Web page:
Attending Court can be stressful and intimidating, even for those who do so regularly. It can be even more so for those attending for the first time with very little idea of what to expect. Not knowing where to go, or how to act can only add to the stress of having to present yourself before a Judge.
It can be difficult to know how to behave and act to reduce the stress of attending court and present yourself in the best possible light to the Judge. This article will discuss some of the most practical advice to present yourself well at Court.
Firstly, attend Court before your Hearing date. The Court is a public building, and there is no reason for you not to visit it before your Hearing so that you can learn the layout and how the building operates. You may also be able to sit in on another Hearing if an appropriate one is available. Speak to the Court Ushers (Court Staff) and ask them about sitting in on a Hearing. If you explain to them why you want to do so, then they may be able to advise you what is available. This will give you the opportunity to familiarise yourself with what a Hearing is actually like.
Secondly, arrive early on the day of your Hearing. Do not aim to be on time for your Hearing aim to be early. This will allow for time to find the room your Hearing is being held in. You should also give yourself plenty of time as the Defendant may wish to speak to you regarding settlement before going in. It is not uncommon for cases to settle before going into a hearing. However, if the Defendant tries to settle your claim, you should keep in mind that they will be expecting you to be feeling stressed and nervous and some may try to use that to strong-arm you into accepting a lower offer. Keep your cool and don’t settle for less than your claim is worth just because you’re nervous about the Hearing.
Thirdly, dress appropriately. You should always dress smartly, as you would for a job interview. Remember appearances count for a lot, and while in a perfect world you would be judged on your case alone, in reality how you present yourself and your attitude in Court will have an impact on your case. Dressing smartly shows respect to the Court and the process you are engaged in. It demonstrates to the Judge that you are taking this matter seriously and that you deserve their time and attention. Dressing smartly can mean different things to different people so for the avoidance of doubt do not go to Court in your jeans, leggings, t-shirts or crop tops. Wear a suit if you can, or if you do not have one and have no way of getting/borrowing one you should at wear a suit jacket at a minimum.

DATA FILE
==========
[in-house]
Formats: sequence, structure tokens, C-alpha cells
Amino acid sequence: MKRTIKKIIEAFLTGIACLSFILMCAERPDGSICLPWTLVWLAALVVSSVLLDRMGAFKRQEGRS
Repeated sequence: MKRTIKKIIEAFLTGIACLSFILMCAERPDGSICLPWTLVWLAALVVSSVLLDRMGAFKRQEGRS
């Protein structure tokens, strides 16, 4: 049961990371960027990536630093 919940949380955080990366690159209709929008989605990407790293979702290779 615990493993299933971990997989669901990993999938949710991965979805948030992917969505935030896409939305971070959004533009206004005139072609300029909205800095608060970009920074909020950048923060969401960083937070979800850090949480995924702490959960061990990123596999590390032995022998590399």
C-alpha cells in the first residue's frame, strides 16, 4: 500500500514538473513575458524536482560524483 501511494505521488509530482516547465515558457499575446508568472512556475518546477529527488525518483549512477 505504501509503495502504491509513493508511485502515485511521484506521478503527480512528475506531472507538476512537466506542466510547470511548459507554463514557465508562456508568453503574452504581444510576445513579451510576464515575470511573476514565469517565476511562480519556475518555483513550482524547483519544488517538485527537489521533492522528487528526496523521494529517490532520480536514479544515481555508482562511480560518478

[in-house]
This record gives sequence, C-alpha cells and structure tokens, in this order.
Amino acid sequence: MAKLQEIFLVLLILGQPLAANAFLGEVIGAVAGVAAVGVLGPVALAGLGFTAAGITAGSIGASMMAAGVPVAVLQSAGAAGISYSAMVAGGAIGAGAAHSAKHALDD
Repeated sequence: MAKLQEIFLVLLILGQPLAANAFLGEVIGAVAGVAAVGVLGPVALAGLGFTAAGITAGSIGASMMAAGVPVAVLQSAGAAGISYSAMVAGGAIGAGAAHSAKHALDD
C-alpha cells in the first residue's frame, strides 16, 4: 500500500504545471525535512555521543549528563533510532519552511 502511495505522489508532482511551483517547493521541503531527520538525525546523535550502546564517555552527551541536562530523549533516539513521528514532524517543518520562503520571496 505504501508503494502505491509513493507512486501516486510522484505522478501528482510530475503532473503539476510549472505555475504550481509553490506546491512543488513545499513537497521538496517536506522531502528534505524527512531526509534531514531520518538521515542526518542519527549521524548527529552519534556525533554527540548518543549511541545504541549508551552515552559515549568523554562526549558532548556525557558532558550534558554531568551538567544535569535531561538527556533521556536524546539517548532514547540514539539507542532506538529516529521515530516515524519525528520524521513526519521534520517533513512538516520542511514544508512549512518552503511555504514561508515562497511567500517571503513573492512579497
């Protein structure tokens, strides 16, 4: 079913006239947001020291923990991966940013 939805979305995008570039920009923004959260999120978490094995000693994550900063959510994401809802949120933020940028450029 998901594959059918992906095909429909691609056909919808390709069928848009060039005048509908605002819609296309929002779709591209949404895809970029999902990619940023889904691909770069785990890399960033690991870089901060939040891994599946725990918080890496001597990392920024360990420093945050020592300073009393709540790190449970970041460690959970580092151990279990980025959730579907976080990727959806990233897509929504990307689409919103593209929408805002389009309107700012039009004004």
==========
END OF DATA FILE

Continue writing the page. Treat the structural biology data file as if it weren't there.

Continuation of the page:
Fourthly, address the judge accordingly. If you are before a District Judge, they should be addressed as “Sir” or “Madam” as the case may be. If you are before a Recorder or a Circuit Judge you should address them as “Your Honour.” In the unlikely event that you find yourself before a High Court Judge, they should be addressed as “My Lord” or “My Lady” as the case may be. However, that being said do not panic if you forget the correct way to address a Judge, provided that you are polite and respectful, the Judge will not take offense.
Fifthly, speak appropriately. As above it is important to be polite during the process of speaking to the Judge and your opponent. This will be a highly emotional experience, but you must try to keep your cool. Try not to lose your temper or become overly emotional, take a moment to breathe if you need to the Judge will be understanding that this is not an easy ordeal. Water will be available, if you need to take a moment have a drink and try to relax as much as possible. During the Hearing, only one person should speak at any one time if you interrupt the Defendant or the Defendant interrupts you the Judge will act to keep order. You should not interrupt the Judge if you need to bring something to the Judge’s attention while they are speaking then wait for them to finish before speaking.
Lastly, be honest, if you cannot answer any question from the Judge or Defendant, then you should say so. If possible make an effort to find out the answer during a break in the Hearing. However, not knowing the answer to a question is unlikely, this is your claim, and no one should know it better than you. The questions asked will be important and effect the Judge’s decision so answer them with as much information as you can.
In conclusion, you should now have an understanding of some of the steps you can take to best present yourself at Court and reduce the stress you may be under by attending Court.